New legislation for the lettings sector? What all landlords need to know.

The government has been busy making new legislation and regulations for the private rented sector. Here's a quick summary of what's been going on!

Compulsory Client Money Protection came into law on 1 April 2019. As Belvoir have always protected (insured) money in our client account, landlords have always had the reassurance that their rent money is safe regardless of our trading circumstances. We welcome the government's move to make this compulsory across the industry.

The Tenant Fee Ban is coming into force on 1 June 2019 across England. That means tenants cannot be asked to pay towards referencing or for inventories. Also banned will be making it compulsory for tenants to take out tenant liability insurance to protect your property from damage and making it a condition of their tenancy that they professionally clean the house upon leaving. Tenants will only be able to be asked to "clean to a professional standard".

 What will it mean for your future re-lets? Who is going to pay for their referencing? The government says that they want to pass all these costs onto landlords and they acknowledge that you may need to increase rents to cover these added costs.  We have some plans in place for our Belvoir landlords, which we'll be happy to discuss with our landlords and anyone wanting to transfer a property to us.

Deposits to be capped at 5 weeks rent, coming into force 1 June 2019. We have traditionally taken up to 6 weeks rent. For any tenancy starting 1 June onwards, we will only be able to take 5 weeks deposit. No additional pet deposit will be allowed. 5 weeks is the most we will be allowed to ask. It is currently unclear if we will need to refund the one week "extra" deposit currently held in our Deposit Protection Service account.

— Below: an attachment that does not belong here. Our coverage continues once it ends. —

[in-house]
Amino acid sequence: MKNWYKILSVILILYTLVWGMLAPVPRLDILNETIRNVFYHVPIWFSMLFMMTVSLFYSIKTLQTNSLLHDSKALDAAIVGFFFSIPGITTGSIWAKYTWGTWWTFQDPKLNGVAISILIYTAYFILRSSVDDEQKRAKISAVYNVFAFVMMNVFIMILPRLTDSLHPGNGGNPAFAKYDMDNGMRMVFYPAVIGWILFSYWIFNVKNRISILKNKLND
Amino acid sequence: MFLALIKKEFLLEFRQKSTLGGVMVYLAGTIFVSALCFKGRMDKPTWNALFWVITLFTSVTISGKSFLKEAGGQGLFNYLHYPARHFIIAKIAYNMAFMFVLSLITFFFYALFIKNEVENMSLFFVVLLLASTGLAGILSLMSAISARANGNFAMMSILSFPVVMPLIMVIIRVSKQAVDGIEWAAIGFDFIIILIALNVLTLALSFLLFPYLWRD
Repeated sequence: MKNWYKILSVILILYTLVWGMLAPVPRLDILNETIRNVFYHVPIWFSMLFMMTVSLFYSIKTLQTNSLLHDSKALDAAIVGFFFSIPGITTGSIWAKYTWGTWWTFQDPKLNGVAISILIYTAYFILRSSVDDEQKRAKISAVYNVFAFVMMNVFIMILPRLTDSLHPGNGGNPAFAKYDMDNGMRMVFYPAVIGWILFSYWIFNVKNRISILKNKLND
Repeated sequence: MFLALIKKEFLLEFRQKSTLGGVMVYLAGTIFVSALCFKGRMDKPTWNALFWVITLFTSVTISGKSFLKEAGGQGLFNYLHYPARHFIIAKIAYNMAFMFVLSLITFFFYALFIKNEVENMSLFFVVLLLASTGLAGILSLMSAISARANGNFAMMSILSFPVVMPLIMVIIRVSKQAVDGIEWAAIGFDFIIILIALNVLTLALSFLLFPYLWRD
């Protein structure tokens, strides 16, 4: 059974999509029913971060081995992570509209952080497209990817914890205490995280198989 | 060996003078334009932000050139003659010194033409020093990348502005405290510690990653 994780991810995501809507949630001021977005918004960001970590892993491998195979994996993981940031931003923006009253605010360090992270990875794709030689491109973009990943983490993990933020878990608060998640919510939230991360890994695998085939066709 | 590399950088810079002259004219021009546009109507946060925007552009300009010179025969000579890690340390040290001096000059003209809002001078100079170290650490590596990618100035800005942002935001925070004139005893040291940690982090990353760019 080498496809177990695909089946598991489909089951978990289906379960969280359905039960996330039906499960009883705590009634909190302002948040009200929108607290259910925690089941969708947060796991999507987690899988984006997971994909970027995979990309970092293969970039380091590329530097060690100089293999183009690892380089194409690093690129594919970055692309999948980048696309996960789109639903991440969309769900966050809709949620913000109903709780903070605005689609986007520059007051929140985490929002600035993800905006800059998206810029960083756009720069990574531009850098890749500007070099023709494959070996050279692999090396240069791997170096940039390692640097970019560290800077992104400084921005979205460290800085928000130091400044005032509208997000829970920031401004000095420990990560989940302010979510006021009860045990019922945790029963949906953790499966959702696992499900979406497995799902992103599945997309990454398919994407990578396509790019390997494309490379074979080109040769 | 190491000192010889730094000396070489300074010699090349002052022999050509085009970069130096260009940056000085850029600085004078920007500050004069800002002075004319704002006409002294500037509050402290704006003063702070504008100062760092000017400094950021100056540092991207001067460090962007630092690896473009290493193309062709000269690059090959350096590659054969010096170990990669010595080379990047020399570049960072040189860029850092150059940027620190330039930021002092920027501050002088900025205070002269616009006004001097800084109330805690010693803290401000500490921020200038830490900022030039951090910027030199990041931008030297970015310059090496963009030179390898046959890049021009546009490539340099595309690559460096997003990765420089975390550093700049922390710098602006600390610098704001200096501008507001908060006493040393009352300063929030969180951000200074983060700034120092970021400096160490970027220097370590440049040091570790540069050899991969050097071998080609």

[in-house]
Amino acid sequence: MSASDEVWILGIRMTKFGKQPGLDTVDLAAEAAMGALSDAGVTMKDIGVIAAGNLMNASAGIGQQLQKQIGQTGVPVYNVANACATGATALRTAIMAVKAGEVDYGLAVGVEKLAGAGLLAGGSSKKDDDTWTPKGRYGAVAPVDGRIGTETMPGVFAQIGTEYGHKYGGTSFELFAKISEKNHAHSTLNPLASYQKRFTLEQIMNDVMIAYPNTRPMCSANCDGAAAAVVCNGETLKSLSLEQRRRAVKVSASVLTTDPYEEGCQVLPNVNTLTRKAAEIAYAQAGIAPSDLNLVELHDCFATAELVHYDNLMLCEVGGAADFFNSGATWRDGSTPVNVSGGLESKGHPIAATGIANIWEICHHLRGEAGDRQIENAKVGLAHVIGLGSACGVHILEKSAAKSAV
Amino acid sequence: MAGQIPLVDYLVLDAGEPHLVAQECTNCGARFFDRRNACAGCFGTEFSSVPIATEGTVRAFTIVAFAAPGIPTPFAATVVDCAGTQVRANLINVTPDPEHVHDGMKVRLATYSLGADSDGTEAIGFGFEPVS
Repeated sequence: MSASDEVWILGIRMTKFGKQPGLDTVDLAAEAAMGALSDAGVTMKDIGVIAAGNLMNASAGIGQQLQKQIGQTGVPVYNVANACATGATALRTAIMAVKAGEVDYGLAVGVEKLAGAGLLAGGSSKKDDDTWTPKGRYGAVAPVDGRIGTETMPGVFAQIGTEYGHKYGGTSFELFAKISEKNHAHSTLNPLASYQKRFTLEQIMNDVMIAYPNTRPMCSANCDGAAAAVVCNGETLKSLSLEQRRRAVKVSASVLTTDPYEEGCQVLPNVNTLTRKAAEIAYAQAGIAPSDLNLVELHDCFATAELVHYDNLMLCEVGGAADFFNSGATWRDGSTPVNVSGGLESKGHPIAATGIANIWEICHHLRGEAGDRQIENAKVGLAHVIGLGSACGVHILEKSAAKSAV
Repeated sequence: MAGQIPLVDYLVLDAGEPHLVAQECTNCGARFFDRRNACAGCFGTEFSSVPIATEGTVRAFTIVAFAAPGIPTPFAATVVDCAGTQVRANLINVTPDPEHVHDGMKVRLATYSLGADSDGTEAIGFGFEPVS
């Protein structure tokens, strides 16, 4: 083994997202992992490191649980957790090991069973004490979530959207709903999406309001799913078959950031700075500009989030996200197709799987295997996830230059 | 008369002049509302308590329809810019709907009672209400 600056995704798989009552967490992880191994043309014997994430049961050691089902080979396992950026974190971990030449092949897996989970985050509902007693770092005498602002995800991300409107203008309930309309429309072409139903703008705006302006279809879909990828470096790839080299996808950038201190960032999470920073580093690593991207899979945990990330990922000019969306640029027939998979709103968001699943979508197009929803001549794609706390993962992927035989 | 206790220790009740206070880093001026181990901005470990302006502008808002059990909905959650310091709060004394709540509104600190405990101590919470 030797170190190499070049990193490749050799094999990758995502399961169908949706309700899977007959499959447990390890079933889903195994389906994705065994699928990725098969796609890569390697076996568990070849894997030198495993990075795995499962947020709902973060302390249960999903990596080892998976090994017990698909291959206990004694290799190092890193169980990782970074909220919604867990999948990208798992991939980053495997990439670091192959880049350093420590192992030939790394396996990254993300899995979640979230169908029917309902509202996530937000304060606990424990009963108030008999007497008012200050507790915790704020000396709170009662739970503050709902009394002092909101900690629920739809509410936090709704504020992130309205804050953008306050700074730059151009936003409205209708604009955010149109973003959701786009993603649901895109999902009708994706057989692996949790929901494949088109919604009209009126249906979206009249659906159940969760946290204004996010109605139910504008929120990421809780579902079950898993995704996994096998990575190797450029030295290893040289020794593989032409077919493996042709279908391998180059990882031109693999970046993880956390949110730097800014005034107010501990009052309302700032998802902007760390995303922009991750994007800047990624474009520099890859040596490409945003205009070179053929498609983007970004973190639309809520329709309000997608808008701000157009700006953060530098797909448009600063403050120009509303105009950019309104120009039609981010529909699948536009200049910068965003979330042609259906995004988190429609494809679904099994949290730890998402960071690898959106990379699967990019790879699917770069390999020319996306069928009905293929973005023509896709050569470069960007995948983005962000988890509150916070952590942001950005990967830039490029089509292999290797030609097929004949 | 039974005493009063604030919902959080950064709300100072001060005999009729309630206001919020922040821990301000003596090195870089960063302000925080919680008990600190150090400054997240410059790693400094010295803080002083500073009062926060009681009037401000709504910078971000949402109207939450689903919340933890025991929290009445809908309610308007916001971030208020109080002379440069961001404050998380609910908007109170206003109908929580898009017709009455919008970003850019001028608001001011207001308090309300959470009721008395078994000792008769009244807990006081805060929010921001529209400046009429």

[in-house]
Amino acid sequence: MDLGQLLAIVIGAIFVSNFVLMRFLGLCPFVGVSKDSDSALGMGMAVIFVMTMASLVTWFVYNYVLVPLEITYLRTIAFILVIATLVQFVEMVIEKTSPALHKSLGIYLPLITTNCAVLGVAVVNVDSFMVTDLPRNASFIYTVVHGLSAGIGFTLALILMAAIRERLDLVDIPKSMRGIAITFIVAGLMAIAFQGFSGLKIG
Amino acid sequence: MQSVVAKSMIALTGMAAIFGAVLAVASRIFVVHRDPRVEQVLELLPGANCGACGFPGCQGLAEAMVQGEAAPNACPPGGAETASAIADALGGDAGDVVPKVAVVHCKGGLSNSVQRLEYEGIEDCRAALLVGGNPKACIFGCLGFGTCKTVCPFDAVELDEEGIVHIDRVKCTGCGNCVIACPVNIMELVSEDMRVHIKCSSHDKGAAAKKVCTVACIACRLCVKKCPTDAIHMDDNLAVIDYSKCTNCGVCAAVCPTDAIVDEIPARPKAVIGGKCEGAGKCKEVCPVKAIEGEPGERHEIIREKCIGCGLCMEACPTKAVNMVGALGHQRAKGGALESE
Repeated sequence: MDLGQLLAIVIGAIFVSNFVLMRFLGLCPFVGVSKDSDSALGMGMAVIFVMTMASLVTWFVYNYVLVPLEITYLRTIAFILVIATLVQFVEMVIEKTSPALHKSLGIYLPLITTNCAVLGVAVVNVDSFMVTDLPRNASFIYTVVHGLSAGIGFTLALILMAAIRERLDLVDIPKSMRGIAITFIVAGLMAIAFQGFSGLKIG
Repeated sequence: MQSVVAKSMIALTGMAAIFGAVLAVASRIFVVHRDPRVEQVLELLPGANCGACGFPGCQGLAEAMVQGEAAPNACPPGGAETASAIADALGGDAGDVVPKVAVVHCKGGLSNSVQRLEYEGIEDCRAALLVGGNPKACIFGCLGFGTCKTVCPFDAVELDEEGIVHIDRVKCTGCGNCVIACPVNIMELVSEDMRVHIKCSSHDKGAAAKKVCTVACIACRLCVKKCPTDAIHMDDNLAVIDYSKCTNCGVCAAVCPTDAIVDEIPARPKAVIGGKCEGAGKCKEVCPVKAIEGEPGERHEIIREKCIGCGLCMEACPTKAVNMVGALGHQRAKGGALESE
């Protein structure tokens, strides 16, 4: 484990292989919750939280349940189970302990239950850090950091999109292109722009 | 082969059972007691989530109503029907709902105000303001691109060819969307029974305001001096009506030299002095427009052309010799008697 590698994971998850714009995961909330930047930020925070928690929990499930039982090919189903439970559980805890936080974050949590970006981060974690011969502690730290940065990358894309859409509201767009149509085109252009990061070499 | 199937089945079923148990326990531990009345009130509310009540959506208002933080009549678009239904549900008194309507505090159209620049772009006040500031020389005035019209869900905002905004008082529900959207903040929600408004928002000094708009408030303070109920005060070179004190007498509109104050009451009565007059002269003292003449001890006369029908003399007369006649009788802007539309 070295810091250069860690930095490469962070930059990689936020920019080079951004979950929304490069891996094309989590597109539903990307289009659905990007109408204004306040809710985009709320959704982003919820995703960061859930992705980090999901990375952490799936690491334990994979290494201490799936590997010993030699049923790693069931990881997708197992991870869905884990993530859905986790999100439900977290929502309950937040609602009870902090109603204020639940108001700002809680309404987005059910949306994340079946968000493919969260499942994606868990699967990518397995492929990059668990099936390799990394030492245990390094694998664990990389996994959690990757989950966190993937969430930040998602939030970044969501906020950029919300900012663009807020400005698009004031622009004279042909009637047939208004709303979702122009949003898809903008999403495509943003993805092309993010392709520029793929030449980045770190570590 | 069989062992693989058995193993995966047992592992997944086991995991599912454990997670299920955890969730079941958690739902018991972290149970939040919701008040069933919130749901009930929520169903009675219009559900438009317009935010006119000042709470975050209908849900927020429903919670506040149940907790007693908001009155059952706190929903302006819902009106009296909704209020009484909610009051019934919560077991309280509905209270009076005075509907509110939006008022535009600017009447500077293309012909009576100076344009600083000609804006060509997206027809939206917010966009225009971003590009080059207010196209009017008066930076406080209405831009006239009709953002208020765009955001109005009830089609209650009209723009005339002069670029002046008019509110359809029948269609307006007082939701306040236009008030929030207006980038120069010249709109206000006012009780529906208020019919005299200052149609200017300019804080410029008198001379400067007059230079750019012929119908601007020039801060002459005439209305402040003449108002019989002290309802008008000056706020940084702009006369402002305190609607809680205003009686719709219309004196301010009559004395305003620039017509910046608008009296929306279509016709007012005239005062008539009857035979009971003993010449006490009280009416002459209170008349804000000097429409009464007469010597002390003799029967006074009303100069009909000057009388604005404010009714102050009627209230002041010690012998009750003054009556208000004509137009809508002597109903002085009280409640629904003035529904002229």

Homes (Fitness for Human Habitation) Act came into force in March 2019. It doesn't necessarily add more landlord obligations on your shoulders but it makes it easier for the authorities and tenants to identify the 29 keys issues that affect homes and to determine if the home is up to the expected standards of safety. Have a look at the government website for more guidance:

Selective Licensing is expected to come into Stoke on Trent for selected streets across the city. We're keeping an eye on the situation. As far as we know, the licensing scheme has not had approval from the Secretary of State, so there's nothing to do for now. We have scanned the proposed streets and identified which landlords will be affected. When the time comes, we will let you know individually if your property will be affected and how to apply for the licence.